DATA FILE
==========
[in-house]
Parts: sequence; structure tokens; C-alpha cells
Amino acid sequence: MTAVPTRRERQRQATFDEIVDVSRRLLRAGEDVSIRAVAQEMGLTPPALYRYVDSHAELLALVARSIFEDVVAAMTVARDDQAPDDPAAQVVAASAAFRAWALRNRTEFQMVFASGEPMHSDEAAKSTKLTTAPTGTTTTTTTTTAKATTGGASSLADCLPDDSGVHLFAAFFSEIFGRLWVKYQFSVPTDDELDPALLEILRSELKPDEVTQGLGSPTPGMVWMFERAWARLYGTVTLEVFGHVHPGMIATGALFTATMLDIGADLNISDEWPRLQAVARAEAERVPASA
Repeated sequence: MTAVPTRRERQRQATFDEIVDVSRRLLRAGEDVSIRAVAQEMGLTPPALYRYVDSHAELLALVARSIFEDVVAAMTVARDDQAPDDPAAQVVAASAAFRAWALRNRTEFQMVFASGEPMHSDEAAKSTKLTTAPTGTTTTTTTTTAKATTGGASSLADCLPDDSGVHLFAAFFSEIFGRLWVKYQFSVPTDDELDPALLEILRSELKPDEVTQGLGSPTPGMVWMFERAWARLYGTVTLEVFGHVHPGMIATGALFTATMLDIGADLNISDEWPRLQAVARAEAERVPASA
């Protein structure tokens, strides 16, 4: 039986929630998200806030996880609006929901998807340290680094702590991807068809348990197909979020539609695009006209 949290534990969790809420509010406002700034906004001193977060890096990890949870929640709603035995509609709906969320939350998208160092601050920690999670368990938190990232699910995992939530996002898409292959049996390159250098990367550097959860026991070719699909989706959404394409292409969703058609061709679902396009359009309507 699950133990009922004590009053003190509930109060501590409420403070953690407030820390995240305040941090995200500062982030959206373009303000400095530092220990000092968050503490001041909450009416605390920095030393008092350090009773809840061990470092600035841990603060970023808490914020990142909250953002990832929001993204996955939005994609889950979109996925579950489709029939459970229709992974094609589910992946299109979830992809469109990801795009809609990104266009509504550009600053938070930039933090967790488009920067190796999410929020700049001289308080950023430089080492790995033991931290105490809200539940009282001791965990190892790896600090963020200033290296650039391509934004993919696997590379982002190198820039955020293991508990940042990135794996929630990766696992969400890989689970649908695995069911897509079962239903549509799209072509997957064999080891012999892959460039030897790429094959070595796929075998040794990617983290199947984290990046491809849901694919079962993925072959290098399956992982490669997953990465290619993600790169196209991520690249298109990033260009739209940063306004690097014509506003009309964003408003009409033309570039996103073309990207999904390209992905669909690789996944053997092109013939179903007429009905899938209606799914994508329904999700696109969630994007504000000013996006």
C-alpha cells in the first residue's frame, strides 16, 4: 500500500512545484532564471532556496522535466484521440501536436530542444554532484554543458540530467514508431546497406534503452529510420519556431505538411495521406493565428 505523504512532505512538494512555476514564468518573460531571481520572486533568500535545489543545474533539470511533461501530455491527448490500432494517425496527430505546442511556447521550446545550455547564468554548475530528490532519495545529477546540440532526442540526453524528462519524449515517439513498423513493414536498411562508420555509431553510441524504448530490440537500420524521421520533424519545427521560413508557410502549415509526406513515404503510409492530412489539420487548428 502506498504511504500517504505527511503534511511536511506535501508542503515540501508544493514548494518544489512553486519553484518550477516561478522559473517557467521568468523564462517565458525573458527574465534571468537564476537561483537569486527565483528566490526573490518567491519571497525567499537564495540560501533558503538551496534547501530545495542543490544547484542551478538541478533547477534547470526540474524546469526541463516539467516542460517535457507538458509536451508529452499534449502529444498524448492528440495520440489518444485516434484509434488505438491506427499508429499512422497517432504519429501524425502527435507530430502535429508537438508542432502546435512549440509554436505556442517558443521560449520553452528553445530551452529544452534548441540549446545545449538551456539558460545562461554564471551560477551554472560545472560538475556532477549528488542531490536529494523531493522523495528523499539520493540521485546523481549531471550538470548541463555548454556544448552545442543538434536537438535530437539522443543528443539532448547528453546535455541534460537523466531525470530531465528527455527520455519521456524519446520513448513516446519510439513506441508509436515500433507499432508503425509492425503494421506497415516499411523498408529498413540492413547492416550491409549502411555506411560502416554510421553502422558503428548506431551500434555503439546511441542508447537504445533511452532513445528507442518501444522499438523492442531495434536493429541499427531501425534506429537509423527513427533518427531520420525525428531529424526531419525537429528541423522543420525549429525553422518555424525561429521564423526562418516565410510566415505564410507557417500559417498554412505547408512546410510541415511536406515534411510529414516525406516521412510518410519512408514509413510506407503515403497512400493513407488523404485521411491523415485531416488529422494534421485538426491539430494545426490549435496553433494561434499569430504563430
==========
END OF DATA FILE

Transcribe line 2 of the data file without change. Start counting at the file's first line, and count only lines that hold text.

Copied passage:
Parts: sequence; structure tokens; C-alpha cells